By Lucy Gornall
We all know the age-old weight loss adage “move more, eat less”, but now, it seems, it may not be the best advice – especially if you’re over 40.
Always thought that if you diet and exercise at the same time, you'll lose more weight? Sadly, you’re wrong. In fact, you could be doing more harm than good. So it could be time to ditch the best fitness tracker for a while. That’s because a study has revealed that just a 30% drop in calories (which is equivalent to 1,400 calories per day for women), combined with exercise, could lead to bone density loss.
The study was conducted by researchers at the University of North Carolina. Scientists compared the effects on mice that were fed a standard diet and those with a diet with 30% less calories than normal.
The results showed that although exercise increased bone mass on mice fed a normal diet, it actually had the opposite effect on mice fed the fewer calories.
Why you should never diet and exercise at the same time
So, why is diet and exercise at the same time so bad for bone health? “We all know that exercise increases bone mass and reduces bone fat. And excess calories tend to increase fat in the bones, leading to osteoporosis,” says nutritionist Georgios Tzenichristos, director of London’s LipoTherapeia aesthetic practice. “So, one would expect that combining exercise and diet should lead to even better bone health. Yet, this study shows the opposite.”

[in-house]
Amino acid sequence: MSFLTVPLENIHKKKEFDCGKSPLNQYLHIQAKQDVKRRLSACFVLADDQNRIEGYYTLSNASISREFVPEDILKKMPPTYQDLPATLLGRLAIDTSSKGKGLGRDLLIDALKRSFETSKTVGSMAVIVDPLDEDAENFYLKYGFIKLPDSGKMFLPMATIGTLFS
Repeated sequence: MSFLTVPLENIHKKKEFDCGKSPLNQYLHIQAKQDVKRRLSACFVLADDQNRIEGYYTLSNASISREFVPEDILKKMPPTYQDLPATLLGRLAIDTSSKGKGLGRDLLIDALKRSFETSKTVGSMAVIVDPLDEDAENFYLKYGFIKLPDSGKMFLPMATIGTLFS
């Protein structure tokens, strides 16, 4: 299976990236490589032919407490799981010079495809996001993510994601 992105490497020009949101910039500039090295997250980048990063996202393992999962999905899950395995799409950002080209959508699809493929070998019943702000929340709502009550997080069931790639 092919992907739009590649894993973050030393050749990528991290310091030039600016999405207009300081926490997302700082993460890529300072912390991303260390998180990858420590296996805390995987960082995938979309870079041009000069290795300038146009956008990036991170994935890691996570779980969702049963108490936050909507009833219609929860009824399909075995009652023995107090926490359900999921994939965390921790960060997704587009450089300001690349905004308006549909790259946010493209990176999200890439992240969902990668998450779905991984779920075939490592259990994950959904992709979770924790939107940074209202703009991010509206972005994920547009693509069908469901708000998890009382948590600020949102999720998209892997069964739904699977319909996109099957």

And the reason why? “The secret lies in bone energy reserves,” reveals Georgios.
“When we diet, we tend to accumulate fatty acids in the bone marrow. This is to serve the local energy needs in the bone. This study has shown that fatty acid absorption inside the bone has increased by 4,088% on the diet mice. By adding exercise into the mix, those emergency energy reserves were depleted. This leave bone cells starving and unable to repair and build bone mass.”
What makes this especially bad for women over 40?
If you’re a woman over 40, the risk regarding bone health is higher, as bone quality starts to naturally decline, thanks to the menopause.
It’s not just bones that are affected, either. In fact, low-calorie diets and exercise are also bad for the skin. “The body does not have enough nutrients to repair both muscles and skin with the reduced food intake and the increased tissue breakdown due to exercise,” says Georgios.
Instead, the best way to lose weight is to first diet for a few weeks, combined with only mild exercise,such as walking. Then, gradually ease off the diet and increase your exercise intensity and duration.
“In this way, you lose the bulk of the weight with a strict – but never extreme – diet, and then you maintain it with exercise and healthy eating,” says Georgios.
Lucy Gornall is the former Health & Fitness editor at Future and a personal trainer specializing in pre and post-natal exercise.
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